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With a new CEO in place and the closure, finally, of the SFO investigation, oilfield services company Petrofac (LSE:PFC) looks to be turning over a new leaf.

Earlier this month, the SFO fined Petrofac £77 million (US$104 million) for seven bribery offences that occurred between 2012 and 2015. And as Sami Iskander, group chief executive so neatly put it, “this draws a line under a regrettable period of our history.” The fine will be paid using the proceeds from an equity raising of US$275 million.

Lower revenues and increased debt

The fundraising plan which was announced on 26 October faced mixed reviews at best. Shares dipped 22% on the news to 113 GBX, although at time of writing they are around 130 GBX which means that in the last month the share price is down 5% and YoY it is in fact up 24%. Although this is nowhere near the highs of 2017 where it was around 800 GBX.

That drop in share price also reflects the latest results for Petrofac where the company reported a net loss of US$86 million for H1 2021.

The Petrofac board said the loss largely reflected the court penalty. However, revenue was also down in two of its three divisions. In the firm’s engineering and construction division (E&C), revenue fell 32% to US$1.1 billion with net profit down 17% to US$29 million and in the integrated energy services division (IES) it dropped 75% to US$15 million. The engineering and production (EPS) division reported a revenue increase of 24% to US$526 million with a net profit of US$34 million.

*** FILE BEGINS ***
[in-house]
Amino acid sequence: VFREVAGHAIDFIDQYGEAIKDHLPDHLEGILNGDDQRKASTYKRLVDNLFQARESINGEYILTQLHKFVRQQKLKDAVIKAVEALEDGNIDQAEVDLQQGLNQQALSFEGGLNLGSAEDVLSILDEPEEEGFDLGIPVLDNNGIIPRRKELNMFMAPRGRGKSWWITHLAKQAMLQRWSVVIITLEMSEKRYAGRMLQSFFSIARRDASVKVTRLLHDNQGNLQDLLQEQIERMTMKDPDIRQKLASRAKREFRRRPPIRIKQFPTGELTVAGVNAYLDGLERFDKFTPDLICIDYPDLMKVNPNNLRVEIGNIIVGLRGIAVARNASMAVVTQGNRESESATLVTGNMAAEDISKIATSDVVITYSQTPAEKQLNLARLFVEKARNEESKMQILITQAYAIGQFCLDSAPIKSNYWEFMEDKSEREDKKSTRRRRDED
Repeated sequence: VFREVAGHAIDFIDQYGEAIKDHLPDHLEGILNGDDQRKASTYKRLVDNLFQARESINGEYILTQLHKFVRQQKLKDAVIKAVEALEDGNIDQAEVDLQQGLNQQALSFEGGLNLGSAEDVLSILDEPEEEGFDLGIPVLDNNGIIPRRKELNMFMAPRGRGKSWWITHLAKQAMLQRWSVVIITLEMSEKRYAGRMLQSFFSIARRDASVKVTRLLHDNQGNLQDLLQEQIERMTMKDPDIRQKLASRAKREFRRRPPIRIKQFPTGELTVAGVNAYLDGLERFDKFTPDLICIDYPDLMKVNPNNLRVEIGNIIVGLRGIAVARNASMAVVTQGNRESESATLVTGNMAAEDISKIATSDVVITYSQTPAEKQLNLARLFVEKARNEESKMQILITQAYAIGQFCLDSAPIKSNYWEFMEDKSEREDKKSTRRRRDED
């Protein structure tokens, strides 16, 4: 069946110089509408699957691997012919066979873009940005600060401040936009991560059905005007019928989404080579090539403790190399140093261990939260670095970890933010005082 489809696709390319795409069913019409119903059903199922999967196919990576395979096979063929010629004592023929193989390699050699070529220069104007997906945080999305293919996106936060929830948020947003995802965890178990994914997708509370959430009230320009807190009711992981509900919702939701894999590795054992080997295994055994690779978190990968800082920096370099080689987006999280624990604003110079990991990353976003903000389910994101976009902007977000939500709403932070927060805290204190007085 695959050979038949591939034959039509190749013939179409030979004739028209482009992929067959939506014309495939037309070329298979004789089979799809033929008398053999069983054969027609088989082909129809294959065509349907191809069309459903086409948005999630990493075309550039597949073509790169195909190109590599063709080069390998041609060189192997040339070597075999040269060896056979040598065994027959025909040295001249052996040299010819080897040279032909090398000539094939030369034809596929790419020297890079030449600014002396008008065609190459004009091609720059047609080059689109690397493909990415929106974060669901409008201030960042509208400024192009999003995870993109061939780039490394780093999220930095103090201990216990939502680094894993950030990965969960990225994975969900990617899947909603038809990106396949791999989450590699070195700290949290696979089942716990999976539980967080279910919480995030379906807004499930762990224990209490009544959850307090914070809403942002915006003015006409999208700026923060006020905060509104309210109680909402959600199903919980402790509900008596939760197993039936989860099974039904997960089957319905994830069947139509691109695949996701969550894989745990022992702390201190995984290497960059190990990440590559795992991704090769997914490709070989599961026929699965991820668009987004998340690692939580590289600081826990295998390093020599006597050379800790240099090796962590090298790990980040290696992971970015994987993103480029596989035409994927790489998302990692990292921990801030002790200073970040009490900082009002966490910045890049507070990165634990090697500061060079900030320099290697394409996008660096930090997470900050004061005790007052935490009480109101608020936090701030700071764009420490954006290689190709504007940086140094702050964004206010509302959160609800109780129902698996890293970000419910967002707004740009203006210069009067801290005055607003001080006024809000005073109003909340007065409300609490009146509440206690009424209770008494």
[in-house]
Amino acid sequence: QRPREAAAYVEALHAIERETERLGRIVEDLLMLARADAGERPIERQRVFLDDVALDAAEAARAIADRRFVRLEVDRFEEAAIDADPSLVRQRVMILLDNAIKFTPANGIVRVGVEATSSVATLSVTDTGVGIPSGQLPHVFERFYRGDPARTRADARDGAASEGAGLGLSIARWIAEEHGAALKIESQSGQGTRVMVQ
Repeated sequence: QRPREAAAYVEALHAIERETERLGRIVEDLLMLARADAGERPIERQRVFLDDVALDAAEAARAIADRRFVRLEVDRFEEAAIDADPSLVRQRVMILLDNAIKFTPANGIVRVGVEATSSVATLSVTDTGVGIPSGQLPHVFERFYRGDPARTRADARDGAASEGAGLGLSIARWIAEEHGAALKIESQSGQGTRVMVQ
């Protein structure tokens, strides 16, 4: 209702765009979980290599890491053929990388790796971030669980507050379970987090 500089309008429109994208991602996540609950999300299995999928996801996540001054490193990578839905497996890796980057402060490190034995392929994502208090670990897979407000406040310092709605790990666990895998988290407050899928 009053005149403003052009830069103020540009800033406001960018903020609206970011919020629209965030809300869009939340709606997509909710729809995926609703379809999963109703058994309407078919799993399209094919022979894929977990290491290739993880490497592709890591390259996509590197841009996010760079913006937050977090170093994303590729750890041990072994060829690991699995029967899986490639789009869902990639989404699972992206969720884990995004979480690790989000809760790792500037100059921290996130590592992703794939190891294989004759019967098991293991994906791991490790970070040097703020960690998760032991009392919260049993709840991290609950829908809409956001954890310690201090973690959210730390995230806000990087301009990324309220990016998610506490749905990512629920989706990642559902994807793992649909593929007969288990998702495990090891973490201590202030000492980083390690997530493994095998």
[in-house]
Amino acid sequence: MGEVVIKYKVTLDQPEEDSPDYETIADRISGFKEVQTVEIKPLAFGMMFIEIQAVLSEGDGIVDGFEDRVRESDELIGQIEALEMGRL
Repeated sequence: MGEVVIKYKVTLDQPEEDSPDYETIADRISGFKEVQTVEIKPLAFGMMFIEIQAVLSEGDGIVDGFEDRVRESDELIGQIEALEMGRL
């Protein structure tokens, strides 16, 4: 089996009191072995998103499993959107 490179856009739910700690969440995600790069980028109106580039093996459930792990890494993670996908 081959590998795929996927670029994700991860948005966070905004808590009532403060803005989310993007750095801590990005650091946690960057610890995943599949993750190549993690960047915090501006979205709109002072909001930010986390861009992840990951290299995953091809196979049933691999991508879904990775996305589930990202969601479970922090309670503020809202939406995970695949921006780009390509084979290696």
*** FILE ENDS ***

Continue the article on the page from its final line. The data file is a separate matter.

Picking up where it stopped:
As of 30 June 2021, Petrofac’s net debt was US$188 million, a 60% increase since 31 December 2020 (Note that as at 31 December 2019 the firm reported US$15 million net cash).


Confident in their recovery

Nevertheless, Petrofac states that once the fine has been paid, the rest of the equity raised will be used as part of a wider refinancing plan to strengthen capital structure and reduce indebtedness. This includes a new US$180 million two-year revolving credit facility and a US$500 million debt bridge to a bond. As well as this, a US$90 million term loan with ADCB will be repaid and replaced with a new US$50 million term loan, maturing in October 2023.

There is also a new management team in place and there are new opportunities in the pipeline – the EPS division has US$437 million of new order intake and the division is expecting to deliver a full year book-to-bill of at least 1.0x, while E&C has US$75 million of new order intake and it has secured a US$100 million EPC contract in Libya with the National Oil Company.

In the last week the firm has won an Engineering, Procurement and Construction (EPC) contract, at ORLEN Lithuania’s Mažeikiai refinery. The deal is valued at around EUR550 million (US$640 million). It has also signed a strategic partnership with Gazprom – a 5-year collaboration to drive industry standardisation and sustainable development. Petrofac states that it aims to build its credentials as a Russian EPC champion.

Reputation is everything now

Petrofac still has a long way to go to bring back some shine to its reputation, but Iskander is giving every indication that the company has turned a corner and they are optimistic that they can continue to win business.

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Please note this article does not constitute investment advice. Investors are encouraged to do their own research beforehand or consult a professional advisor.

Philippa Aylmer

Philippa Aylmer

Philippa Aylmer is a freelance writer within the investment management sector.

She began her career in the late 90s writing about emerging markets for the Euromoney titles while based in Pakistan. Since then, she has covered hedge funds, ETFs, wealth management and fintech.

As well as news, on the client side, Philippa advises on media relations and editorial strategy, writing about the topical and technical issues of investment management

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